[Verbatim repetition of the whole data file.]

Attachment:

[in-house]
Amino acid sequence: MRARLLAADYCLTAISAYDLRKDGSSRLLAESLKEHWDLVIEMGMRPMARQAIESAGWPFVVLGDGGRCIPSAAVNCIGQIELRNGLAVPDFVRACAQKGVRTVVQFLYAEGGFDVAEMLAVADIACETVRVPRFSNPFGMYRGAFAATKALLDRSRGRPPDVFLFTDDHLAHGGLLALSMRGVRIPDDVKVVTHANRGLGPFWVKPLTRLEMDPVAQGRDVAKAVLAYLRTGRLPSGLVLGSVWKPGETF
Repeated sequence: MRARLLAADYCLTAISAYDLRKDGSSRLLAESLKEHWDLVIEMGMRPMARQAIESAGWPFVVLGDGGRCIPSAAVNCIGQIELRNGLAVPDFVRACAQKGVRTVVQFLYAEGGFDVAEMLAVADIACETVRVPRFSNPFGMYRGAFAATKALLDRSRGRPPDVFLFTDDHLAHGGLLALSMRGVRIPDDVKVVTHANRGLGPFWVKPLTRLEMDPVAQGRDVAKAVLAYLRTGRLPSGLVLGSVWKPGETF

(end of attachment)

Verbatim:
[in-house]
Amino acid sequence: MRARLLAADYCLTAISAYDLRKDGSSRLLAESLKEHWDLVIEMGMRPMARQAIESAGWPFVVLGDGGRCIPSAAVNCIGQIELRNGLAVPDFVRACAQKGVRTVVQFLYAEGGFDVAEMLAVADIACETVRVPRFSNPFGMYRGAFAATKALLDRSRGRPPDVFLFTDDHLAHGGLLALSMRGVRIPDDVKVVTHANRGLGPFWVKPLTRLEMDPVAQGRDVAKAVLAYLRTGRLPSGLVLGSVWKPGETF
Repeated sequence: MRARLLAADYCLTAISAYDLRKDGSSRLLAESLKEHWDLVIEMGMRPMARQAIESAGWPFVVLGDGGRCIPSAAVNCIGQIELRNGLAVPDFVRACAQKGVRTVVQFLYAEGGFDVAEMLAVADIACETVRVPRFSNPFGMYRGAFAATKALLDRSRGRPPDVFLFTDDHLAHGGLLALSMRGVRIPDDVKVVTHANRGLGPFWVKPLTRLEMDPVAQGRDVAKAVLAYLRTGRLPSGLVLGSVWKPGETF